In a twist of irony, it was revealed last month that anti-virus software maker Avast is harvesting its users’ browsing history and selling the data through its Jumpsuit subsidiary.
Though Jumpsuit isn’t a household name, it’s been reported that the Avast subsidiary counts brands like Google, Intuit, Home Depot, Microsoft, and Expedia as clients, potentially amassing millions of dollars for packaging your private browsing data, ranging from Google Maps location searches to browsing history, for marketing purposes. If you’re a fan of the company’s premium or free anti-virus product, we’ll show you how to limit data sharing to maintain your privacy.
If checked the wrong box during the installation guide or later change your mind, you can make changes within the software’s settings menu. Here’s how to do it on a PC:
Step 1: Open the Avast anti-virus software from the Windows Start menu.
Step 2: Click on the Menu button on the upper right-hand side.
Step 3: Select Settings. Under the General tab, choose “Personal Privacy.”
Step 4: If you don’t want Avast to share your browsing data with Jumpshot or marketing companies, be sure to uncheck the box that reads “Allow usage data to be shared with 3rd parties for analysis of trends, business, and marketing.” For the privacy-conscious user, you may want to uncheck the other two options as well.
“We understand you may not want your data to be used for trend analytics, and if that is your preference, we respect your choice,” Avast stated in its consent policy. “If you would like to withdraw your consent, you may choose to opt-out in your product settings at any time.”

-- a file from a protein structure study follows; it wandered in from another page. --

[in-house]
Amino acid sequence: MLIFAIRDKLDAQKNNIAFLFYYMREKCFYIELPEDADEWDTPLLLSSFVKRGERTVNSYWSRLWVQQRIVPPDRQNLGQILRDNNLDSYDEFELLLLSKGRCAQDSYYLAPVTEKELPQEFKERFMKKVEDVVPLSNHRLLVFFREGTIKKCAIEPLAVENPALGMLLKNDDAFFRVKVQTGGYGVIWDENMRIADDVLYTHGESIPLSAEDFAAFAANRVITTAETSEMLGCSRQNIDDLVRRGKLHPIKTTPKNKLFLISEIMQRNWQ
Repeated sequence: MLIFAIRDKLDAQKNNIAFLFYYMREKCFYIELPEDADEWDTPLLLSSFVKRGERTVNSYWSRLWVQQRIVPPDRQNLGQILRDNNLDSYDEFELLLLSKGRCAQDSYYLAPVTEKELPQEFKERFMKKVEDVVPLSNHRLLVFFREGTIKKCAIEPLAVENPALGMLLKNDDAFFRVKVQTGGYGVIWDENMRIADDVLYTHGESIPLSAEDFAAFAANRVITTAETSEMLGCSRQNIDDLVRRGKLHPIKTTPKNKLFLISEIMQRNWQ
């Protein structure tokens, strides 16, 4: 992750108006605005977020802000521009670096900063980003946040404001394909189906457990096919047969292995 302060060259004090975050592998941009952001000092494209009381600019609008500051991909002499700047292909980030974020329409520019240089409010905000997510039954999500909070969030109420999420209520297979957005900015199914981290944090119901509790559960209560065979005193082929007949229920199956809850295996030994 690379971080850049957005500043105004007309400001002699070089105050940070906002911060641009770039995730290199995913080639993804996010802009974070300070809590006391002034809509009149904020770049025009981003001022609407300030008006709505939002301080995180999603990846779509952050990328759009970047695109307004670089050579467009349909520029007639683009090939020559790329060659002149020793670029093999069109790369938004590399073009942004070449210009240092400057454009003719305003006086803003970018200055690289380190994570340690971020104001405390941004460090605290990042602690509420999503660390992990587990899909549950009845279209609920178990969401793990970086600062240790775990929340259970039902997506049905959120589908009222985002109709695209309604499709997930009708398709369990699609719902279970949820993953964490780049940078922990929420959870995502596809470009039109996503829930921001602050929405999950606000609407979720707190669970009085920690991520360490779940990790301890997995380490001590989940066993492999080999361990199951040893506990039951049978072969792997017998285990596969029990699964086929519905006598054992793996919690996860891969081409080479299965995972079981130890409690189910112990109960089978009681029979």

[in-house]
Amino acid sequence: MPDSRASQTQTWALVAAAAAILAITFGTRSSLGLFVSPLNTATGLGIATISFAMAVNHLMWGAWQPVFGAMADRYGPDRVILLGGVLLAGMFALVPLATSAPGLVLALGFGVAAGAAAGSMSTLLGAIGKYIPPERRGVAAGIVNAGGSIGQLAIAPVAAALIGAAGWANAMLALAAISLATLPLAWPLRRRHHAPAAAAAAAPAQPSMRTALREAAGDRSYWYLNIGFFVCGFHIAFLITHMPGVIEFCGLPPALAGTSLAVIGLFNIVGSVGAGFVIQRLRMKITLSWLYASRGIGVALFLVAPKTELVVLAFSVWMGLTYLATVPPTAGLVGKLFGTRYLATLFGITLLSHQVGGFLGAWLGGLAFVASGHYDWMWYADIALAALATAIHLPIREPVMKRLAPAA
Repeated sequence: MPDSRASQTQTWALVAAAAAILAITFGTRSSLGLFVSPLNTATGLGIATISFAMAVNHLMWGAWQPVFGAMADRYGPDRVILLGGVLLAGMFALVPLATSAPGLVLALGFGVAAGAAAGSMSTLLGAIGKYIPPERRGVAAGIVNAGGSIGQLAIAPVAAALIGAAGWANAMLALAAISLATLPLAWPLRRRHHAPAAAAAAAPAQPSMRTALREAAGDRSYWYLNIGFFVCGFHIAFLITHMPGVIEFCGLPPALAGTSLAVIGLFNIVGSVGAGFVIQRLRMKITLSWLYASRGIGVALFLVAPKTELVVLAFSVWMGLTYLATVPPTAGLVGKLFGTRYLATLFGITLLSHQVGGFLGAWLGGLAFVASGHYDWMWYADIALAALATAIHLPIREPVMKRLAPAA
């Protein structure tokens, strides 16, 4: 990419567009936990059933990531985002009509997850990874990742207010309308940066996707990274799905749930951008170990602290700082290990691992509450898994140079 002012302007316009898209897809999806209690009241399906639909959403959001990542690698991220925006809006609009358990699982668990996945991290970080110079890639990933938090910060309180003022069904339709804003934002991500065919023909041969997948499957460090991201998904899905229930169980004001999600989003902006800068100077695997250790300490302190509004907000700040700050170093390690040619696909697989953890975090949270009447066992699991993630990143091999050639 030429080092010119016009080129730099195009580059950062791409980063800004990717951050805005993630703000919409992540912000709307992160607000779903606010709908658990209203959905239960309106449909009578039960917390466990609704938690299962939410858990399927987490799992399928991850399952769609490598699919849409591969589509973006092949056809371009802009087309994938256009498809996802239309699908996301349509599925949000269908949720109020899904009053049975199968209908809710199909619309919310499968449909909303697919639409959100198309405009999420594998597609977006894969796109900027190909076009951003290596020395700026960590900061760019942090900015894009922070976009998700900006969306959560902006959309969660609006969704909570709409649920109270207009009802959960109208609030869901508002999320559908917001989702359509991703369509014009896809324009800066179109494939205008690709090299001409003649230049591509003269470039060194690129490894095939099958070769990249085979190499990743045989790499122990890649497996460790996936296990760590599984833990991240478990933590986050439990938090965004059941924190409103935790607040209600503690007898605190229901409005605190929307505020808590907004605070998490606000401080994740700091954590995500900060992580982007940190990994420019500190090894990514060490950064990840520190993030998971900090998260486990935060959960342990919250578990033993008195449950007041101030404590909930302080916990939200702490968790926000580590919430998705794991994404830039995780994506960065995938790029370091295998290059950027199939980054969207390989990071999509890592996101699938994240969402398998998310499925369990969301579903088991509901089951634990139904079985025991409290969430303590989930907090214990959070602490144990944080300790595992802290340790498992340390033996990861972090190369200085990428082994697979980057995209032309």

It’s also important to note that Avast’s free anti-virus product does not require you to create an account, so data can still be collected in the background.
If you’re new to Avast’s anti-virus software, you’ll want to limit data sharing from the get-go. The installation guide will offer you options to opt into or out of data sharing in order for Jumpshot “to analyze market and business trends and gather other valuable insights.” During this section of the installation wizard, be sure to click on the “No, thanks” to sharing.
Since Motherboard and PCMag had unveiled the results of their investigation into Avast’s data collection practice, the company justified its actions stating that all the data that was collected has been “fully de-identified and aggregated” so that it “cannot be used to personally identify or target you.” However, security experts remain skeptical. The investigation revealed that Avast had collected information such as timestamp , persistent device IDs, and collected URLs.
Avast claims that the data harvesting is a necessary part of its business in order to be able to offer its products to users for free. While the anonymous data may not reveal much data about any individual, marketers can combine that data with other information they have on users to gain more insight.
We’ve reached out to Avast for comment, but did not receive a response in time for publication.
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